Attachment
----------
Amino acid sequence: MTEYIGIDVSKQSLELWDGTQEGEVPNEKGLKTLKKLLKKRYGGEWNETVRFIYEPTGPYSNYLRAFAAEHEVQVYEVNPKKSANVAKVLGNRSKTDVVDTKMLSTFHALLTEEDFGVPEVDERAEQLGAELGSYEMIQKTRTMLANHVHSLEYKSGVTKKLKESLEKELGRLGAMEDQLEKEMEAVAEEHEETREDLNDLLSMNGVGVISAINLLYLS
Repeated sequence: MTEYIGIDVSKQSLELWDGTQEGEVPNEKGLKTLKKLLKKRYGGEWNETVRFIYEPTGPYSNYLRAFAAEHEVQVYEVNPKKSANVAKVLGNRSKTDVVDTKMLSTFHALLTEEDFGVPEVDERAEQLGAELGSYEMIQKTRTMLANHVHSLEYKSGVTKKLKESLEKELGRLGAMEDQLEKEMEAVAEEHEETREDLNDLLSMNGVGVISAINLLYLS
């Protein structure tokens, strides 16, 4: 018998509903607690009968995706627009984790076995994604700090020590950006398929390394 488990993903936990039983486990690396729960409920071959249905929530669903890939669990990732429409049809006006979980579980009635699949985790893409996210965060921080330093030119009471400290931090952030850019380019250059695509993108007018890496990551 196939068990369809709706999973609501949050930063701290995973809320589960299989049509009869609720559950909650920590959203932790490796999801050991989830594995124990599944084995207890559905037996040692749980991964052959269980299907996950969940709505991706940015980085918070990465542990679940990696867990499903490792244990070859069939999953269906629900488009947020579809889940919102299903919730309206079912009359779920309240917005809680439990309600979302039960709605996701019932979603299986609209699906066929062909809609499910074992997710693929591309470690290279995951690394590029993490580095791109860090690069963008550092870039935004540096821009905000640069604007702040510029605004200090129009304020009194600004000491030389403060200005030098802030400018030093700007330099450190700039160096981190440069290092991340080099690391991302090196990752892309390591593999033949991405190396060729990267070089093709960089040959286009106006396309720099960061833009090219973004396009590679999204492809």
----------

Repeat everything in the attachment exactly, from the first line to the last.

Amino acid sequence: MTEYIGIDVSKQSLELWDGTQEGEVPNEKGLKTLKKLLKKRYGGEWNETVRFIYEPTGPYSNYLRAFAAEHEVQVYEVNPKKSANVAKVLGNRSKTDVVDTKMLSTFHALLTEEDFGVPEVDERAEQLGAELGSYEMIQKTRTMLANHVHSLEYKSGVTKKLKESLEKELGRLGAMEDQLEKEMEAVAEEHEETREDLNDLLSMNGVGVISAINLLYLS
Repeated sequence: MTEYIGIDVSKQSLELWDGTQEGEVPNEKGLKTLKKLLKKRYGGEWNETVRFIYEPTGPYSNYLRAFAAEHEVQVYEVNPKKSANVAKVLGNRSKTDVVDTKMLSTFHALLTEEDFGVPEVDERAEQLGAELGSYEMIQKTRTMLANHVHSLEYKSGVTKKLKESLEKELGRLGAMEDQLEKEMEAVAEEHEETREDLNDLLSMNGVGVISAINLLYLS
């Protein structure tokens, strides 16, 4: 018998509903607690009968995706627009984790076995994604700090020590950006398929390394 488990993903936990039983486990690396729960409920071959249905929530669903890939669990990732429409049809006006979980579980009635699949985790893409996210965060921080330093030119009471400290931090952030850019380019250059695509993108007018890496990551 196939068990369809709706999973609501949050930063701290995973809320589960299989049509009869609720559950909650920590959203932790490796999801050991989830594995124990599944084995207890559905037996040692749980991964052959269980299907996950969940709505991706940015980085918070990465542990679940990696867990499903490792244990070859069939999953269906629900488009947020579809889940919102299903919730309206079912009359779920309240917005809680439990309600979302039960709605996701019932979603299986609209699906066929062909809609499910074992997710693929591309470690290279995951690394590029993490580095791109860090690069963008550092870039935004540096821009905000640069604007702040510029605004200090129009304020009194600004000491030389403060200005030098802030400018030093700007330099450190700039160096981190440069290092991340080099690391991302090196990752892309390591593999033949991405190396060729990267070089093709960089040959286009106006396309720099960061833009090219973004396009590679999204492809």